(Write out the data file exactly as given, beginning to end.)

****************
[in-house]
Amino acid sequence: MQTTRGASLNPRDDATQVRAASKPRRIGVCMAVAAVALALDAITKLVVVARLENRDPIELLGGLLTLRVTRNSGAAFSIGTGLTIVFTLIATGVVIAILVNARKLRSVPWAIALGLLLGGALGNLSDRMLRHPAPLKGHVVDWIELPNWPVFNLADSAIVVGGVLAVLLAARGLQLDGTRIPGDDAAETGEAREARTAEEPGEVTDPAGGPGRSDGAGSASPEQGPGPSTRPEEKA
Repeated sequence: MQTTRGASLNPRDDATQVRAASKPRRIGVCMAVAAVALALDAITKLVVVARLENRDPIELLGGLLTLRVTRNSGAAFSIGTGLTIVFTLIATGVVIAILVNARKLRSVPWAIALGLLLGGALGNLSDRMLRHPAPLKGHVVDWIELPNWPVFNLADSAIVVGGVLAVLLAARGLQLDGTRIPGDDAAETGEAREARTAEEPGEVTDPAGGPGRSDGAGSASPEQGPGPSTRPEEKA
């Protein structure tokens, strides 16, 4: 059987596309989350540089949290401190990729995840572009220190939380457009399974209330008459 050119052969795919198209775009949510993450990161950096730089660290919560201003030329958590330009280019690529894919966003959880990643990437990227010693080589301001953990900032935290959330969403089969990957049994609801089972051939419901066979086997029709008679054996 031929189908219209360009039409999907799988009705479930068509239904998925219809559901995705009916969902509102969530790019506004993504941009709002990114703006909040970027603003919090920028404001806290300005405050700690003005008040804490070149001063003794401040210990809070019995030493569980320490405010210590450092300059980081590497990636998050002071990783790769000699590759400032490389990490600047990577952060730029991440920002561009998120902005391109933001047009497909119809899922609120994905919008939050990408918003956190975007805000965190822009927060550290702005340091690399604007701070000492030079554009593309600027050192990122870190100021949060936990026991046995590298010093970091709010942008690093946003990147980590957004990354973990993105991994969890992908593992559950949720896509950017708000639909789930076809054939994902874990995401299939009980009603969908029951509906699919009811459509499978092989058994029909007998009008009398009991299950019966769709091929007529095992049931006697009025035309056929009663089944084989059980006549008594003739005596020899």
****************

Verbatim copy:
[in-house]
Amino acid sequence: MQTTRGASLNPRDDATQVRAASKPRRIGVCMAVAAVALALDAITKLVVVARLENRDPIELLGGLLTLRVTRNSGAAFSIGTGLTIVFTLIATGVVIAILVNARKLRSVPWAIALGLLLGGALGNLSDRMLRHPAPLKGHVVDWIELPNWPVFNLADSAIVVGGVLAVLLAARGLQLDGTRIPGDDAAETGEAREARTAEEPGEVTDPAGGPGRSDGAGSASPEQGPGPSTRPEEKA
Repeated sequence: MQTTRGASLNPRDDATQVRAASKPRRIGVCMAVAAVALALDAITKLVVVARLENRDPIELLGGLLTLRVTRNSGAAFSIGTGLTIVFTLIATGVVIAILVNARKLRSVPWAIALGLLLGGALGNLSDRMLRHPAPLKGHVVDWIELPNWPVFNLADSAIVVGGVLAVLLAARGLQLDGTRIPGDDAAETGEAREARTAEEPGEVTDPAGGPGRSDGAGSASPEQGPGPSTRPEEKA
């Protein structure tokens, strides 16, 4: 059987596309989350540089949290401190990729995840572009220190939380457009399974209330008459 050119052969795919198209775009949510993450990161950096730089660290919560201003030329958590330009280019690529894919966003959880990643990437990227010693080589301001953990900032935290959330969403089969990957049994609801089972051939419901066979086997029709008679054996 031929189908219209360009039409999907799988009705479930068509239904998925219809559901995705009916969902509102969530790019506004993504941009709002990114703006909040970027603003919090920028404001806290300005405050700690003005008040804490070149001063003794401040210990809070019995030493569980320490405010210590450092300059980081590497990636998050002071990783790769000699590759400032490389990490600047990577952060730029991440920002561009998120902005391109933001047009497909119809899922609120994905919008939050990408918003956190975007805000965190822009927060550290702005340091690399604007701070000492030079554009593309600027050192990122870190100021949060936990026991046995590298010093970091709010942008690093946003990147980590957004990354973990993105991994969890992908593992559950949720896509950017708000639909789930076809054939994902874990995401299939009980009603969908029951509906699919009811459509499978092989058994029909007998009008009398009991299950019966769709091929007529095992049931006697009025035309056929009663089944084989059980006549008594003739005596020899």